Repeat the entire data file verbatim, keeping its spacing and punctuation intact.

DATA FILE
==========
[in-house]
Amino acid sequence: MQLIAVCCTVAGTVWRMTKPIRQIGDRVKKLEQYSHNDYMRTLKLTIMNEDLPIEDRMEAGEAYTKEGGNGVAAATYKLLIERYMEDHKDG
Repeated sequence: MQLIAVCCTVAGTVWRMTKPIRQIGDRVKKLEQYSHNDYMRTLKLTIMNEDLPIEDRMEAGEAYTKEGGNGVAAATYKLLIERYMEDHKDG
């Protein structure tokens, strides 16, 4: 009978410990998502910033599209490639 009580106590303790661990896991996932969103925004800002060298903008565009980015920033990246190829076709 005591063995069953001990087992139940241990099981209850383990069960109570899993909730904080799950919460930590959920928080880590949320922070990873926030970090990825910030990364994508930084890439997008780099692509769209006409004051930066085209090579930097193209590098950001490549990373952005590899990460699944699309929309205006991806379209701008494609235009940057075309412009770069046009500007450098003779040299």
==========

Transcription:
[in-house]
Amino acid sequence: MQLIAVCCTVAGTVWRMTKPIRQIGDRVKKLEQYSHNDYMRTLKLTIMNEDLPIEDRMEAGEAYTKEGGNGVAAATYKLLIERYMEDHKDG
Repeated sequence: MQLIAVCCTVAGTVWRMTKPIRQIGDRVKKLEQYSHNDYMRTLKLTIMNEDLPIEDRMEAGEAYTKEGGNGVAAATYKLLIERYMEDHKDG
């Protein structure tokens, strides 16, 4: 009978410990998502910033599209490639 009580106590303790661990896991996932969103925004800002060298903008565009980015920033990246190829076709 005591063995069953001990087992139940241990099981209850383990069960109570899993909730904080799950919460930590959920928080880590949320922070990873926030970090990825910030990364994508930084890439997008780099692509769209006409004051930066085209090579930097193209590098950001490549990373952005590899990460699944699309929309205006991806379209701008494609235009940057075309412009770069046009500007450098003779040299």